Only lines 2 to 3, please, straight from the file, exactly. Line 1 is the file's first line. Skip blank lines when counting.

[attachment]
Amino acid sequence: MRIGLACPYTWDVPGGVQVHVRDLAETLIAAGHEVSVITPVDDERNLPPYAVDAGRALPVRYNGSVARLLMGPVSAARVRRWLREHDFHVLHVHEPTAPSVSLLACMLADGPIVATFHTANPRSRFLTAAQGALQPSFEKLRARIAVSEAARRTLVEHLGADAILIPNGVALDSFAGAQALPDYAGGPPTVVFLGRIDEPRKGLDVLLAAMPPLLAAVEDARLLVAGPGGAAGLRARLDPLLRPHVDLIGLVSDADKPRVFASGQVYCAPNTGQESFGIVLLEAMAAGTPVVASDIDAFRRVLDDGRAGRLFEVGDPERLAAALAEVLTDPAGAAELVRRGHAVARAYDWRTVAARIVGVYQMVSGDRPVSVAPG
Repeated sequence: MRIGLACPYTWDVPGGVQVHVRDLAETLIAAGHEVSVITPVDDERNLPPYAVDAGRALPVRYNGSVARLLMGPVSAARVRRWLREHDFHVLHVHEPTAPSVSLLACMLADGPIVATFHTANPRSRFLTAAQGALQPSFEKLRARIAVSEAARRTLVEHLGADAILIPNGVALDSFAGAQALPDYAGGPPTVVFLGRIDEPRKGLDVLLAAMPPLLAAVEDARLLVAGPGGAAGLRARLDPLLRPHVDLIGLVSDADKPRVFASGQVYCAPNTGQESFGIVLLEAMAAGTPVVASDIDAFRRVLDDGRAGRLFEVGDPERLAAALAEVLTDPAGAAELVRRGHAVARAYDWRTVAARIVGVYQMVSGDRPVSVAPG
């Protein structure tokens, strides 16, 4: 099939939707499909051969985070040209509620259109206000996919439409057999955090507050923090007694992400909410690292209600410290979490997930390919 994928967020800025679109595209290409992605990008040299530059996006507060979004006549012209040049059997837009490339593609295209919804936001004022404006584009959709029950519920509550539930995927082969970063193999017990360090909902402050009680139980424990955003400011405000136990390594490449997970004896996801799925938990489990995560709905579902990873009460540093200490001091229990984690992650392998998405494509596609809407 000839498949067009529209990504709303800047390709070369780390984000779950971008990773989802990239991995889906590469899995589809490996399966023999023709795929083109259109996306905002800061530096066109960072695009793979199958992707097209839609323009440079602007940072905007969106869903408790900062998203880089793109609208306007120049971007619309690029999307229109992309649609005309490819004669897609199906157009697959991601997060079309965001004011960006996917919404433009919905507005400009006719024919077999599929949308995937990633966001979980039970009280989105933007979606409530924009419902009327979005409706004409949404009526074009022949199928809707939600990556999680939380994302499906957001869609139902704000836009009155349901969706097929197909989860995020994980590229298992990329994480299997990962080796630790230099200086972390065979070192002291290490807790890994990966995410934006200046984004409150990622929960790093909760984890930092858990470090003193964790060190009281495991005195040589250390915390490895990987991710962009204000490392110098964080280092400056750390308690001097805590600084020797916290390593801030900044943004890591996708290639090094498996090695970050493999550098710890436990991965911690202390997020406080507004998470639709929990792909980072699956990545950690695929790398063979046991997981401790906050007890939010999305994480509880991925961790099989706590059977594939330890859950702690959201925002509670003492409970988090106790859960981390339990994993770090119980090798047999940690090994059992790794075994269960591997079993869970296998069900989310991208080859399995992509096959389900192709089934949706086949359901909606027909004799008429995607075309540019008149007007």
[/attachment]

Repeated sequence: MRIGLACPYTWDVPGGVQVHVRDLAETLIAAGHEVSVITPVDDERNLPPYAVDAGRALPVRYNGSVARLLMGPVSAARVRRWLREHDFHVLHVHEPTAPSVSLLACMLADGPIVATFHTANPRSRFLTAAQGALQPSFEKLRARIAVSEAARRTLVEHLGADAILIPNGVALDSFAGAQALPDYAGGPPTVVFLGRIDEPRKGLDVLLAAMPPLLAAVEDARLLVAGPGGAAGLRARLDPLLRPHVDLIGLVSDADKPRVFASGQVYCAPNTGQESFGIVLLEAMAAGTPVVASDIDAFRRVLDDGRAGRLFEVGDPERLAAALAEVLTDPAGAAELVRRGHAVARAYDWRTVAARIVGVYQMVSGDRPVSVAPG
């Protein structure tokens, strides 16, 4: 099939939707499909051969985070040209509620259109206000996919439409057999955090507050923090007694992400909410690292209600410290979490997930390919 994928967020800025679109595209290409992605990008040299530059996006507060979004006549012209040049059997837009490339593609295209919804936001004022404006584009959709029950519920509550539930995927082969970063193999017990360090909902402050009680139980424990955003400011405000136990390594490449997970004896996801799925938990489990995560709905579902990873009460540093200490001091229990984690992650392998998405494509596609809407 000839498949067009529209990504709303800047390709070369780390984000779950971008990773989802990239991995889906590469899995589809490996399966023999023709795929083109259109996306905002800061530096066109960072695009793979199958992707097209839609323009440079602007940072905007969106869903408790900062998203880089793109609208306007120049971007619309690029999307229109992309649609005309490819004669897609199906157009697959991601997060079309965001004011960006996917919404433009919905507005400009006719024919077999599929949308995937990633966001979980039970009280989105933007979606409530924009419902009327979005409706004409949404009526074009022949199928809707939600990556999680939380994302499906957001869609139902704000836009009155349901969706097929197909989860995020994980590229298992990329994480299997990962080796630790230099200086972390065979070192002291290490807790890994990966995410934006200046984004409150990622929960790093909760984890930092858990470090003193964790060190009281495991005195040589250390915390490895990987991710962009204000490392110098964080280092400056750390308690001097805590600084020797916290390593801030900044943004890591996708290639090094498996090695970050493999550098710890436990991965911690202390997020406080507004998470639709929990792909980072699956990545950690695929790398063979046991997981401790906050007890939010999305994480509880991925961790099989706590059977594939330890859950702690959201925002509670003492409970988090106790859960981390339990994993770090119980090798047999940690090994059992790794075994269960591997079993869970296998069900989310991208080859399995992509096959389900192709089934949706086949359901909606027909004799008429995607075309540019008149007007």